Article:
As for the way the story was adapted for the film, for me there were some very important qualities missing that let the whole thing down. Once of the things I loved most about the novel was the way that I started reading it not knowing the truth behind these characters lives, so when it was finally slowly unravelled by Ishiguro I was stunned. I hadn’t seen it coming at all and that was by far the best bit. However, with the film it immediately tells you exactly what kind of world this is and what the purpose for these characters existence is. I honestly feel that the film would be ten times better if it wasn’t for this. The way it’s told to you in the opening scenes ruins every element of surprise and makes the whole idea sound a little silly, if I’m honest, and I don’t think it worked at all.

The other thing that didn’t come across as well on film was the relationship between Kathy H and Ruth. In the novel they have a very intense, at times strained but often very close friendship. There were very few scenes of Kathy and Ruth together, and I didn’t get a good enough sense of their friendship like I did in the book. The film itself is very short and I feel that it would have benefited from a few extra scenes between Kathy and Ruth.

Although the film did have some let downs, there were definitely some truly great scenes, and for me the best one above all is one that happened to be my favourite scene in the book – Tommy’s scream. Kathy and Tommy have come to realise their fate and the fact that they are powerless to stop it, there is no where to run or hide, instead they have to accept it. With this truth comes an outburst of rage and bitter resentment from Tommy as every bit of emotion he is feeling is released into the world. Tommy and Kathy know that no matter how in love they are with each other, it is never enough. They must do what they were created to do. Andrew Garfield was utterly brilliant in this scene and I can’t imagine how difficult it must have been to scream with such energy and rage for so long, and how much of his own emotions had to go into this act to make it believable and real.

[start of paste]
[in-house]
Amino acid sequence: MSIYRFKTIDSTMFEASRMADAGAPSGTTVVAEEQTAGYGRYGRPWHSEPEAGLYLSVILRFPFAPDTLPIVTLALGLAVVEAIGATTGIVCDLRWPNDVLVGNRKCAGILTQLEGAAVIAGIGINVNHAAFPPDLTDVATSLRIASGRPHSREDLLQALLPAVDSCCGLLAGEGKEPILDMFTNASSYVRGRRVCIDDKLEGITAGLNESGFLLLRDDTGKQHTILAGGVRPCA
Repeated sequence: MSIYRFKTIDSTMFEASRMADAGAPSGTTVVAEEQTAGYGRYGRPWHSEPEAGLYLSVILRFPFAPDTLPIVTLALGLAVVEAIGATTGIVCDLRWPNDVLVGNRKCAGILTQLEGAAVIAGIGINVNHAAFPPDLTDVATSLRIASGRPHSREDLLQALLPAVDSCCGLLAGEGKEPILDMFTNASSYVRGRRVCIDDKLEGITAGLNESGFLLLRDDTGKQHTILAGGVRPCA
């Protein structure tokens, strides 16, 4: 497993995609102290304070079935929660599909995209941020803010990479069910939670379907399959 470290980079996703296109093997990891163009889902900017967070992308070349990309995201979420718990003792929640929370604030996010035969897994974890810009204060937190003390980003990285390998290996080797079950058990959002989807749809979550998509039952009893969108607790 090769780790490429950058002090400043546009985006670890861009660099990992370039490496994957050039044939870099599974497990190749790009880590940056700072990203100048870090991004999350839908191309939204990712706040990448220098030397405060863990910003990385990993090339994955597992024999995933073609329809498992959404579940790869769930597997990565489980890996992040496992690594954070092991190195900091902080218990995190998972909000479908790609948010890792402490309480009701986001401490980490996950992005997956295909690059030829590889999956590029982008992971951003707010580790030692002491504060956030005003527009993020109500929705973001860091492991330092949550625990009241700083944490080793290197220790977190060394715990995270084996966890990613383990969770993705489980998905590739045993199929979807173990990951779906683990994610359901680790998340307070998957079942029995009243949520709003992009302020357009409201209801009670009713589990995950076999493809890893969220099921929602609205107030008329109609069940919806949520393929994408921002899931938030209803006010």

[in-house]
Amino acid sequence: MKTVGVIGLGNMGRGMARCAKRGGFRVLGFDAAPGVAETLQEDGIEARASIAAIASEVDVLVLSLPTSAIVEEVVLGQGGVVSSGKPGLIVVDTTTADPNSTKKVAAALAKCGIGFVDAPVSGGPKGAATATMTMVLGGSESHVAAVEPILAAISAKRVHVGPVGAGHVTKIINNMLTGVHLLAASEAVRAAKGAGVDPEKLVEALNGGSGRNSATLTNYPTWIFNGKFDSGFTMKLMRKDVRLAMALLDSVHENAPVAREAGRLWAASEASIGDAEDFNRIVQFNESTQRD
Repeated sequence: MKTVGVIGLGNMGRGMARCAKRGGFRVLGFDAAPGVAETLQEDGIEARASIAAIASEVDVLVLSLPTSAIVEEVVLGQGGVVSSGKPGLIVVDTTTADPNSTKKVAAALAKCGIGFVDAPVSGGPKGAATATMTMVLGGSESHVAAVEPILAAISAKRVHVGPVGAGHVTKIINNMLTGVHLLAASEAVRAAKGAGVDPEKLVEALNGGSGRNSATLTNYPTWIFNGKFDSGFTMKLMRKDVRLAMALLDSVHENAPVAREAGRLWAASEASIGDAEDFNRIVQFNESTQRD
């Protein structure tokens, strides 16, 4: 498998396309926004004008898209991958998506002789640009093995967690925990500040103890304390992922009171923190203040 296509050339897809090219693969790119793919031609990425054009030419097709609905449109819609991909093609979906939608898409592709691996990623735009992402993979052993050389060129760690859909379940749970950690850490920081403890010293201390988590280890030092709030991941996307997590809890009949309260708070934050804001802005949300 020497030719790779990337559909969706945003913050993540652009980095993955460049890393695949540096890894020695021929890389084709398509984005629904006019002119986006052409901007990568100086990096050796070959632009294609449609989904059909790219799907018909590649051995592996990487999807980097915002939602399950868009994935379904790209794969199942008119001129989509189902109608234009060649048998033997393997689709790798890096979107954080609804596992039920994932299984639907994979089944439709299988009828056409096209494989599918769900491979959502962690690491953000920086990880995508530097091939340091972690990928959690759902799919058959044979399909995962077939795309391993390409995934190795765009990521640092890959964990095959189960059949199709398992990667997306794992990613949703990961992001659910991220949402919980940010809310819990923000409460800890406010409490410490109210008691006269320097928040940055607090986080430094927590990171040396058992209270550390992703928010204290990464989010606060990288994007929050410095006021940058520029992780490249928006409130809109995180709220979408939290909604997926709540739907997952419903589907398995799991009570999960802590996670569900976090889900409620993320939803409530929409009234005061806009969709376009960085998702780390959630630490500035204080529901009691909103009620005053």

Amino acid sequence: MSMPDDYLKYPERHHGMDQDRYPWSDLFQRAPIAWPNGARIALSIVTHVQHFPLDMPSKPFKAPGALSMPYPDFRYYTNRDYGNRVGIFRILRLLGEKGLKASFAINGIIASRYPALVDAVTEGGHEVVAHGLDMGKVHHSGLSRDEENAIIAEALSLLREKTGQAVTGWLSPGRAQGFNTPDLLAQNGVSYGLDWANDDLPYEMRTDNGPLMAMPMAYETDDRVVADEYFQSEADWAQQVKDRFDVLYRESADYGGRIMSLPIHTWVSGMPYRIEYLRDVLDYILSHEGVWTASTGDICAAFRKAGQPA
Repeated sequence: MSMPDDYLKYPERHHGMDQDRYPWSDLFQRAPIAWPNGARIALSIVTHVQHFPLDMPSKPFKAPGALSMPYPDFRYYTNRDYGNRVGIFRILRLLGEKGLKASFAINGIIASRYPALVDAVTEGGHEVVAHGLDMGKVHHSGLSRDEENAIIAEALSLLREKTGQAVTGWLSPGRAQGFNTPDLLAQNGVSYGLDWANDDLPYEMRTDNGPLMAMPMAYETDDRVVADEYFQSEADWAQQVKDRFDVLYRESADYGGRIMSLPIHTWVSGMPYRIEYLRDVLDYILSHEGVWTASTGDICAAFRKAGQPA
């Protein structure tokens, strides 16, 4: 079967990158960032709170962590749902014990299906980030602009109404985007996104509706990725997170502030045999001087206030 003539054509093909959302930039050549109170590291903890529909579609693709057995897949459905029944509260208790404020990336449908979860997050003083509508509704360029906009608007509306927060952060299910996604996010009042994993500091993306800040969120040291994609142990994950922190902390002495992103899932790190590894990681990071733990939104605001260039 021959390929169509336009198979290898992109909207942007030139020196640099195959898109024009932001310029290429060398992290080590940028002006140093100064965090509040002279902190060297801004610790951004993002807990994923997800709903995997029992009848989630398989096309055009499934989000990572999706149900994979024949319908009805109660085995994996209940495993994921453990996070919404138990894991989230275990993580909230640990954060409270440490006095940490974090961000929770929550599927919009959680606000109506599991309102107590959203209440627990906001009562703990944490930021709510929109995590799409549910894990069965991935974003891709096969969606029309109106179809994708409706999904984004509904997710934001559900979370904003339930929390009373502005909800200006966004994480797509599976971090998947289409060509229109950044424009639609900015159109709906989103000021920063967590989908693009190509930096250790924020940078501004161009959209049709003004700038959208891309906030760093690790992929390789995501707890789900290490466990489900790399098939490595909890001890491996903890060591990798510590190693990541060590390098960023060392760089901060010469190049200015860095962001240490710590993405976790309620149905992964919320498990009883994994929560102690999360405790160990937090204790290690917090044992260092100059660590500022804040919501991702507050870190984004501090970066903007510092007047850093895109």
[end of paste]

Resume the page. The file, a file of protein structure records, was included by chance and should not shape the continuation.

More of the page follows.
The whole film is beautiful to watch – the countryside scenes of Norfolk and the way every scene is filmed like it is a piece of art, intertwined with the beautiful yet quiet voice of Carey Mulligan really brings together the stark acceptance of their reality.

I had major doubts about this film when it came out, but actually I loved it far more  than I thought I would. It’s not as good as the book, but I didn’t expect it to be, and most films never are. However, because of the quality of acting and Ishiguro’s own involvement I feel as though the film was a very good adaptation and one that has made me remember just how much I loved the book to begin with. I suddenly feel this urge to want to read every little thing Ishiguro has ever written. I would still recommend that you read the book first, but it is great to see the characters come to life on screen afterwards by such a talented group of young actors.


Never Let Me Go is released today, 27th June on DVD.